Deb Liu, director of platform at Facebook, speaks during Facebook's F8 conference in San Francisco, Wednesday, March 25, 2015. Reuters/Robert Galbraith

SAN FRANCISCO -- Facebook took its latest shot at Google's YouTube Wednesday by announcing the Facebook Embedded Video Player, a feature that will make it possible for websites to easily integrate videos posted on the social network.

“If you’re posting video content on Facebook, this dramatically increases the potential reach of your content," said Deborah Liu, Facebook’s manager of product marketing, speaking at the company’s F8 developer conference.

Over the past year, Facebook has been building up its presence in the online video market, and it's done a good job so far. Facebook now sees more than 3 billion video views per day, making it YouTube's first true rival.

But taking those videos off of Facebook has been near impossible. For a while, users have been able to embed Facebook videos, but the process is much trickier than it is with YouTube, making most publishers opt to stick with Google instead. By introducing the new embed player, the tech giant is hoping more publishers will start adopting Facebook Video.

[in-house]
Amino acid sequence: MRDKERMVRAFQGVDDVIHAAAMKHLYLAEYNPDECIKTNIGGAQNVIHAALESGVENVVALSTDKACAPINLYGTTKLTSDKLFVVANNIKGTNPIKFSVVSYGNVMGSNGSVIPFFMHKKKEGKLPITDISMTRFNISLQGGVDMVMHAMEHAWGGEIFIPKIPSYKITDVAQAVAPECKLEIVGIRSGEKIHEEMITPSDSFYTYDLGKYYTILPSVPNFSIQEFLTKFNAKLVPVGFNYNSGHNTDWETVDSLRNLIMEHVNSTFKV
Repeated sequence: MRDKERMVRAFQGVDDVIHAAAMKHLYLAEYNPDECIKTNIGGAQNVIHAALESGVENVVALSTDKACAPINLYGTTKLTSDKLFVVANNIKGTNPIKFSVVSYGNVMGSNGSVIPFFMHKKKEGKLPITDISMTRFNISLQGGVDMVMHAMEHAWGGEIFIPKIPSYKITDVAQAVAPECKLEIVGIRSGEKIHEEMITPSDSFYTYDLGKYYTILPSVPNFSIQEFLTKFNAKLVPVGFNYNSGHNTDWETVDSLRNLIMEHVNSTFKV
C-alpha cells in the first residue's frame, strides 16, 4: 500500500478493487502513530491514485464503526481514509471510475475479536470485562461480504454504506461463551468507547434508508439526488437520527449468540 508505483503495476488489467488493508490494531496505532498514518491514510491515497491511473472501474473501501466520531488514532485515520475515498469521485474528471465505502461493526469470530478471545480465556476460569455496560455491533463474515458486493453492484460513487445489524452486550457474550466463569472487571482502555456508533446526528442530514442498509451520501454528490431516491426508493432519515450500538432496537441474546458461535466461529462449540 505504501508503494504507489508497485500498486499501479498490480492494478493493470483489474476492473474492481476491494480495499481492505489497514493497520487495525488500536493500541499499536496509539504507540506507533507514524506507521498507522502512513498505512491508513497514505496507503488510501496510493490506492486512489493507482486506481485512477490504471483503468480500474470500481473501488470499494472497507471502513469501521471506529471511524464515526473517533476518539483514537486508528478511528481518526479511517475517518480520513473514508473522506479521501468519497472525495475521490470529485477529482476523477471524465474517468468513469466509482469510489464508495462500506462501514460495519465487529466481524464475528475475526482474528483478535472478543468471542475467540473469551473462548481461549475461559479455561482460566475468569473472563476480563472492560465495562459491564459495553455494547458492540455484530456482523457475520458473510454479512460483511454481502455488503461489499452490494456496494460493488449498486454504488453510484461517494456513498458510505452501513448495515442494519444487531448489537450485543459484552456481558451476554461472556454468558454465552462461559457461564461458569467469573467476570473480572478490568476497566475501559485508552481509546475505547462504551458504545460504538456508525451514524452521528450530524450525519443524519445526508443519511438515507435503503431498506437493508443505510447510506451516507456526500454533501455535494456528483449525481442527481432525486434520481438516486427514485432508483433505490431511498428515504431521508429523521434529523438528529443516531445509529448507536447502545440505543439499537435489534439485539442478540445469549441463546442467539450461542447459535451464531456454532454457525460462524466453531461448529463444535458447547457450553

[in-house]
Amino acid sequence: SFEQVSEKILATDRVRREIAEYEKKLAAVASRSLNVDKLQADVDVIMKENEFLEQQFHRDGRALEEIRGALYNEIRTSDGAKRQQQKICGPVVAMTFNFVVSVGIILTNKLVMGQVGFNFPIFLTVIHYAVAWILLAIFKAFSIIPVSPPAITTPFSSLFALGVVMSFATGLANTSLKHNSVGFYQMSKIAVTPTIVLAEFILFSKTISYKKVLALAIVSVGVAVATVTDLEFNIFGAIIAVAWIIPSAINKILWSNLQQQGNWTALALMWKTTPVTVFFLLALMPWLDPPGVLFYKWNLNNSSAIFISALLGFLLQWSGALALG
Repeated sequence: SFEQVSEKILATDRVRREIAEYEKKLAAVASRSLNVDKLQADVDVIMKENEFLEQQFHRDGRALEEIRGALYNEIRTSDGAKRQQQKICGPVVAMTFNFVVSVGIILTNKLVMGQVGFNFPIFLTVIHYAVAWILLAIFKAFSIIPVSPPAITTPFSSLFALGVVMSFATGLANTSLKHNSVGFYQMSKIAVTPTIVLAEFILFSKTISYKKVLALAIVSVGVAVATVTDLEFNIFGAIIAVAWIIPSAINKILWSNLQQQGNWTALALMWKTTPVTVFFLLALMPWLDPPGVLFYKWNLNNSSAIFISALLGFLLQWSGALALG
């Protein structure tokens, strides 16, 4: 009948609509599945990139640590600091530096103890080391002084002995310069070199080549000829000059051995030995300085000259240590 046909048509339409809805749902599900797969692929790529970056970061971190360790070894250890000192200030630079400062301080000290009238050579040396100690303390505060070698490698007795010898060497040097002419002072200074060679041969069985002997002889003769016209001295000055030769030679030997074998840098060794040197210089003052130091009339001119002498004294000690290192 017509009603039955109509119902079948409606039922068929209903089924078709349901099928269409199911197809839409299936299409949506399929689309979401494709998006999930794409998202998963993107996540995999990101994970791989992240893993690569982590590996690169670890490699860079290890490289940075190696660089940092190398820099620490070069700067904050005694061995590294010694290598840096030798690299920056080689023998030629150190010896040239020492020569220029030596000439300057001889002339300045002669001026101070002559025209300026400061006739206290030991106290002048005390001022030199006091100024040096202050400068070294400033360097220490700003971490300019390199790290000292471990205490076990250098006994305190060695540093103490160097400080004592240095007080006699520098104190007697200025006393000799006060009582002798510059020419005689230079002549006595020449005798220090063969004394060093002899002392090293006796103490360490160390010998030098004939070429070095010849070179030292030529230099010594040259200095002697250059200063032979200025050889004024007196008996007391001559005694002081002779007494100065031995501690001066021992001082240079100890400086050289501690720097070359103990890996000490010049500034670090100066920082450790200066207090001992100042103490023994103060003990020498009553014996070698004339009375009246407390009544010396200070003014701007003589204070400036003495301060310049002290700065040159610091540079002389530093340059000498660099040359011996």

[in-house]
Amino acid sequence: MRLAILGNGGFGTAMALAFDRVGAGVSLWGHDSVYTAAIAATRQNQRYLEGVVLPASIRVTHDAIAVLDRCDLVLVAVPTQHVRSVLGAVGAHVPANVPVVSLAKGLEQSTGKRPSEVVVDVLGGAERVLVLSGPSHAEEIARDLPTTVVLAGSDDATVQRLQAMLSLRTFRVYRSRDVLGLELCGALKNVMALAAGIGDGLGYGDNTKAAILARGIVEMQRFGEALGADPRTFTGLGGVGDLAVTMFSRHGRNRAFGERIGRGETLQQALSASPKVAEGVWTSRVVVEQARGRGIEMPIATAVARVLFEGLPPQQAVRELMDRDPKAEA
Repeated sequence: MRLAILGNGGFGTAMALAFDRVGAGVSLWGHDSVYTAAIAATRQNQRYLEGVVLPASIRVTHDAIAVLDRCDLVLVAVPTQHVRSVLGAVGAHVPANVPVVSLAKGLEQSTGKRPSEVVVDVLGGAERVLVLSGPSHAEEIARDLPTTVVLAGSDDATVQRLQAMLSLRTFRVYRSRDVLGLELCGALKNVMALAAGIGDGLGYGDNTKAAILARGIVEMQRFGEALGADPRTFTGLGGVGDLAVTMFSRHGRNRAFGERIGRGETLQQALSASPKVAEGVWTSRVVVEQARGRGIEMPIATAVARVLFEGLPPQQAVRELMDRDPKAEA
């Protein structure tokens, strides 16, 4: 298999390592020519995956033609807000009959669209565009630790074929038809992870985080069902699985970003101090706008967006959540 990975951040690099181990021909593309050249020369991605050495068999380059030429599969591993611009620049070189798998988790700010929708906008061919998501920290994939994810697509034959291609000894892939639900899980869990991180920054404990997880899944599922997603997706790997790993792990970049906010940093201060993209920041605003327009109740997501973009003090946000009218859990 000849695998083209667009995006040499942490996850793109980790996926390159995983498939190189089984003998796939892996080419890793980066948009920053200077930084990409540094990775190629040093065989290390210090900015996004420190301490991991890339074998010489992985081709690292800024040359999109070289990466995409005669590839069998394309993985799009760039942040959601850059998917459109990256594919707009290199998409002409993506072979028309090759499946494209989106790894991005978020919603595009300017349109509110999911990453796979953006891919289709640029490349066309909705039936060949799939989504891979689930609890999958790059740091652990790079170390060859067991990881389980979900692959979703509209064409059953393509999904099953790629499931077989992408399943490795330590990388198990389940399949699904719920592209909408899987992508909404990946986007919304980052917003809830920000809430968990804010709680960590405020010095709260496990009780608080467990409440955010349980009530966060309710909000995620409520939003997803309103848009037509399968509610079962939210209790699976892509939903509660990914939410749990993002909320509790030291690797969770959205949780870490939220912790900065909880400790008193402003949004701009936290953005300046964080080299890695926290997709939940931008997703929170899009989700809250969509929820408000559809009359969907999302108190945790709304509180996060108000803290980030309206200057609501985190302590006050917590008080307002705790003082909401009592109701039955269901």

“This development from Facebook is great, as it gives digital publishers and content owners additional options to reach greater audiences and monetize their content on any device,” said Michal Tsur, president and chief marketing officer of Kaltura, a video technology platform provider.

The Facebook Embedded Video Player launched Wednesday and is available to everyone. The company also announced new API and analytics tools that will give content creators more control and data over the videos they publish.

By working with services like Kaltura, Fullscreen, Brightcove and several others, video publishers will be able to do tasks such as schedule when a video upload, restrict who videos are shown to using filters like age or time zones, set custom thumbnails, add subtitles for various locales and much more.

With the new analytics tools, publishers will also be able to track engagement metrics to better understand how their videos are doing.

"These changes are a great way for Facebook to catch-up with -- and perhaps even surpass -- YouTube on some functionality. And advertisers will certainly notice,” said Ben Legg, CEO of Adknowledge, an advertising technology company. “For example, a brand like Heineken might have been concerned about the lack of age-based targeting of its videos. Now that’s a tool at the company’s disposal and will alleviate the fear of putting a bunch of beer ads in front of 14 year-olds.”

By adding more tools like these, the company is giving video creators more incentive to post their work on Facebook and not just YouTube, which already has these and many more tools available for publishers. “To make this ecosystem a massive success for all of us, we have a lot to build," said Fidji Simo, the product management director of Facebook Video.